Air travel is the safest means of transport simply because each and every accident is fully investigated and (usually) the whole industry is mandated to make upgrades to their products and services based on inescapable evidence. Your argument is similar to: Well, cars cause so many more deaths and injuries than aircraft therefore why even bother to investigate or discuss aircraft accidents?

The focus should never be placed on all the things that happened to turn out well; the primary focus must remain firmly placed on reducing the number of things that go catastrophically wrong. Please read:

An interesting response. Well, we all have our biases. No one, not even the best scientist-advocate, is free of subjectivity, born of experience and values. Those values and experiences don’t necessarily invalidate their views, do they? I’m not a practitioner, but I am supportive of manual medicine, generally and not without reservations. I fully and freely admit that I have derived benefit from upper-cervical manipulation and that I know many others who have too. Whilst these experiences aren’t on the same par as, say, an RCT, they help to inform my views, as do your views together with the scientific literature.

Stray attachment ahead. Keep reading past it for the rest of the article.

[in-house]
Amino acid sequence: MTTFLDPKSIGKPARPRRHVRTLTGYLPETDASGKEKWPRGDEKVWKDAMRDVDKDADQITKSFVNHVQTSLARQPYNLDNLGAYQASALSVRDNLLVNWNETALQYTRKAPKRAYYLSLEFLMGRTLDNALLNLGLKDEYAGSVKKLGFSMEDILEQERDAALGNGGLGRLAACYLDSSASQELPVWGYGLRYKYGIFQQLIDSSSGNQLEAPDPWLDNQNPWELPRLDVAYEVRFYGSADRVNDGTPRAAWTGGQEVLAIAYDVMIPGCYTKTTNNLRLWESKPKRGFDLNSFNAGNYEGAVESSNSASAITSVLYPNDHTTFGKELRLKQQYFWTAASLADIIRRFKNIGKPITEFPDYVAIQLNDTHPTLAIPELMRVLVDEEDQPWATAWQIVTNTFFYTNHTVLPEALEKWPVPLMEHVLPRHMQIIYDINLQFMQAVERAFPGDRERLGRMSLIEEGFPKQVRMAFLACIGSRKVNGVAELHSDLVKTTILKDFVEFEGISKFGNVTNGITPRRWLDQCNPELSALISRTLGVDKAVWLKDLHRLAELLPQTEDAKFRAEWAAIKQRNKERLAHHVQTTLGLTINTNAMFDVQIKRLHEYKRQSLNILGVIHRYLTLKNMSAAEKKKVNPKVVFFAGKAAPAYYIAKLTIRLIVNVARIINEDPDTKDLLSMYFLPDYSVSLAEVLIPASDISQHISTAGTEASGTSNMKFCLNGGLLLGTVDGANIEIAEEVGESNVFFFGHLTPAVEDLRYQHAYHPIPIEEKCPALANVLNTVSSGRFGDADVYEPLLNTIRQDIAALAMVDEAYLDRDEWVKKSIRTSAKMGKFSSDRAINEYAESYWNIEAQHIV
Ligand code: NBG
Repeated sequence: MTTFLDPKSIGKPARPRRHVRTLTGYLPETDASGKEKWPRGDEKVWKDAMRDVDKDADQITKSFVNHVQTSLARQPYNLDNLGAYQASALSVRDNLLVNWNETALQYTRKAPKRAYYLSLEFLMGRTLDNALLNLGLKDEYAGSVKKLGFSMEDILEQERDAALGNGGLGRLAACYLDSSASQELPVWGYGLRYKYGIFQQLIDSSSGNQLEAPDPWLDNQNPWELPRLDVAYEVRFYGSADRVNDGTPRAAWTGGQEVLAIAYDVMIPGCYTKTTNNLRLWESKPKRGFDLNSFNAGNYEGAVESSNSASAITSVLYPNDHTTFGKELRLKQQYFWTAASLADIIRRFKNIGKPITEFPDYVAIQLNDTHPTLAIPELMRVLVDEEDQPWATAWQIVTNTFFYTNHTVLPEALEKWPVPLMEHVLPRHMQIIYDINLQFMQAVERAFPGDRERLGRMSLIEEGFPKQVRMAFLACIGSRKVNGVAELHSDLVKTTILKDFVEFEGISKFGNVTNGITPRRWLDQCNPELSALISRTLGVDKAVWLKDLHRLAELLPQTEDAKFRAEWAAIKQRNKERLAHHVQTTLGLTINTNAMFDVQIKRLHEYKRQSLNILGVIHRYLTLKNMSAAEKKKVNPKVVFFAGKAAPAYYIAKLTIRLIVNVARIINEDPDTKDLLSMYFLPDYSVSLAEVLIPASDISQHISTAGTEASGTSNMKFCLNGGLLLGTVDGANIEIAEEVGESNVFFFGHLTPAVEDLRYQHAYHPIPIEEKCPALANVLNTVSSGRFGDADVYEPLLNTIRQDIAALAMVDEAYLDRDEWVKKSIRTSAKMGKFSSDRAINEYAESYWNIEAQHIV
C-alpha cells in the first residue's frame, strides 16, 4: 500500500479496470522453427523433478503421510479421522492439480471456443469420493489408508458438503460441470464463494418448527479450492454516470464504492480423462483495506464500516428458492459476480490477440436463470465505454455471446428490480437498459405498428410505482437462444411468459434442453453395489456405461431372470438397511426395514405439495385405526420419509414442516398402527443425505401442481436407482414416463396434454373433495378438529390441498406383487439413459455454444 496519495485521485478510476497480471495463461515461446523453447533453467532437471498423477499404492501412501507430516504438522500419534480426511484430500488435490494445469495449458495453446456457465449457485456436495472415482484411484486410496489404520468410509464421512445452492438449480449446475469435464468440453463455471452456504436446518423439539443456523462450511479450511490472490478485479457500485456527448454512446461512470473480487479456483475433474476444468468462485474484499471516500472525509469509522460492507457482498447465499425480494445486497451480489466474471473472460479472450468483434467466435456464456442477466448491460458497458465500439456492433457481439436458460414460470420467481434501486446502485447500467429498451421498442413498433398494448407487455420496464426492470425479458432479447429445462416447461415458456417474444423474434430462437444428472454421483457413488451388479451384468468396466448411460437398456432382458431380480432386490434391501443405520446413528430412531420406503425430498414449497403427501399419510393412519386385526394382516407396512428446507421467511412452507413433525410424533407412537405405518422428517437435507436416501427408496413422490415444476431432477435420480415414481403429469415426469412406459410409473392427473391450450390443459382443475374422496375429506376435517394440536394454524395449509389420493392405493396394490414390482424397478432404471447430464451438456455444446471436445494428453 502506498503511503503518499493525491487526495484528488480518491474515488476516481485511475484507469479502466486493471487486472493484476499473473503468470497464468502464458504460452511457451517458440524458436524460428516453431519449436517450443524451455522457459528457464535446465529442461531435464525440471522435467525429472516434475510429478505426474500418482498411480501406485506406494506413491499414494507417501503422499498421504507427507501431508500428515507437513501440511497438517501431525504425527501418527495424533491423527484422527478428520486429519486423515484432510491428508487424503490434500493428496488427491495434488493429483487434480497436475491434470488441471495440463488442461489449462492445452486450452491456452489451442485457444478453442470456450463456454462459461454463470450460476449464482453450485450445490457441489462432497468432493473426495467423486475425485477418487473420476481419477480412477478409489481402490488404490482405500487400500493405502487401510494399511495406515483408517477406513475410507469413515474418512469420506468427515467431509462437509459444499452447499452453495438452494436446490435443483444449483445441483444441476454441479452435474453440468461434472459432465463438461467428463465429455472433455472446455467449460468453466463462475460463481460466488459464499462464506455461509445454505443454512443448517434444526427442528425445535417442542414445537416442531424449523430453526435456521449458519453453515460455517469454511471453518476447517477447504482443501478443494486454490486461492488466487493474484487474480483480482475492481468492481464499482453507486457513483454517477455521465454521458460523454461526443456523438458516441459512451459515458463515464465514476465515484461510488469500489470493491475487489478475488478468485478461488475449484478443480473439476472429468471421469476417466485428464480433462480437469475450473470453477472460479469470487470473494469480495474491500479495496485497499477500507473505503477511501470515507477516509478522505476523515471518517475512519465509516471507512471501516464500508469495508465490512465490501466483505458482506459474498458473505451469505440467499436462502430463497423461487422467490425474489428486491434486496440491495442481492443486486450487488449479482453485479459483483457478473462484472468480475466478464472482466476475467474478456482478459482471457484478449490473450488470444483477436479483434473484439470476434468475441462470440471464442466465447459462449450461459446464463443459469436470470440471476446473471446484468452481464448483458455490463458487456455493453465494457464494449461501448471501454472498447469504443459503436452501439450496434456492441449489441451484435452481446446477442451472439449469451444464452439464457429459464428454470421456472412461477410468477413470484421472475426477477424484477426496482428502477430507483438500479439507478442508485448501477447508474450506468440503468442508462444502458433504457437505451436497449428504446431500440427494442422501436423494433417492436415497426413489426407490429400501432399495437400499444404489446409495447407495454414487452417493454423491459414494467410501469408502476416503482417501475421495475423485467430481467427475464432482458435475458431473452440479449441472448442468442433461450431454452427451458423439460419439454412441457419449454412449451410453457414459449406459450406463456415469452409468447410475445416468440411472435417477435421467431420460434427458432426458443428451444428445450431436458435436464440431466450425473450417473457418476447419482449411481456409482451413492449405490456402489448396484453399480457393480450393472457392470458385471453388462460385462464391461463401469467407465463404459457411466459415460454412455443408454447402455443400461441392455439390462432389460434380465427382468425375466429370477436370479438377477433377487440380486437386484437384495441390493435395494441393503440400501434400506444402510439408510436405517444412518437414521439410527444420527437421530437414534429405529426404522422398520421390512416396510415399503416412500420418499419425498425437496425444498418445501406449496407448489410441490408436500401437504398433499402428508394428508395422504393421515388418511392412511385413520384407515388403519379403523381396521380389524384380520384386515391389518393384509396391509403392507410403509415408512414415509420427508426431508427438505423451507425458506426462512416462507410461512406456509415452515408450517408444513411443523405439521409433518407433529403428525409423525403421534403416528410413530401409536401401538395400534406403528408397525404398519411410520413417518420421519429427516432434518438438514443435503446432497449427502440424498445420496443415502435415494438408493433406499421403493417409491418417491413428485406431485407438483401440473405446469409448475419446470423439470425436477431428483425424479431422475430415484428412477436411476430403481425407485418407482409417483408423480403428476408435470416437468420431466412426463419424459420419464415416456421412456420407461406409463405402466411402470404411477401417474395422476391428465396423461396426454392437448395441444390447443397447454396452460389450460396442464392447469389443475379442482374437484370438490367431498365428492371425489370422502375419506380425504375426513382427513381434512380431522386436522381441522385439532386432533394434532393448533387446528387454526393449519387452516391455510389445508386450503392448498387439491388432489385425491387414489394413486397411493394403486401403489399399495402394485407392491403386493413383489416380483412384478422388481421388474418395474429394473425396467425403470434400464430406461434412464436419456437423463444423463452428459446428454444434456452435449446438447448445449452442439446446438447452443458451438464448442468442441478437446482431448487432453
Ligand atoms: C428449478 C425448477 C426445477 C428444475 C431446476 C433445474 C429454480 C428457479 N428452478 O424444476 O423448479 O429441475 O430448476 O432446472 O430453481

But the chiros already have such a system! Chiropractic Patient Incident Reporting and Learning System has been running for a while, building up an anonymous database of incidents, the harms and what caused them so that chiros can be learn from mistakes made and bad practices and patients can be better protected in the future.

Oh! Wait. The data are confidential and not made public and I don’t think it’s used much. As I understand it, not even the statutory regulator has access to it…

Alan Henness wrote: “As I understand it, not even the statutory regulator has access to it…”

That’s my understanding, too. Also, the regulator (the General Chiropractic Council – GCC) seems to have dug a hole for itself when it claimed the following in 2006:
*IF* chiropractors are to provide a safe clinical experience for patients then a reporting procedure needs to be put in place, within the clinics and within the profession as a whole, which allows for adverse events and near misses to be shared on an anonymised basis so that we can all learn from them.”

Since we know that the CPIRLS is being under-utilised, it would appear that the GCC’s recommendations for patient safety are not being fully met. Further, since a large part of the GCC’s remit is to protect patients, you have to wonder why it’s not developed its own robust adverse event event reporting system during the 14 years that it has existed.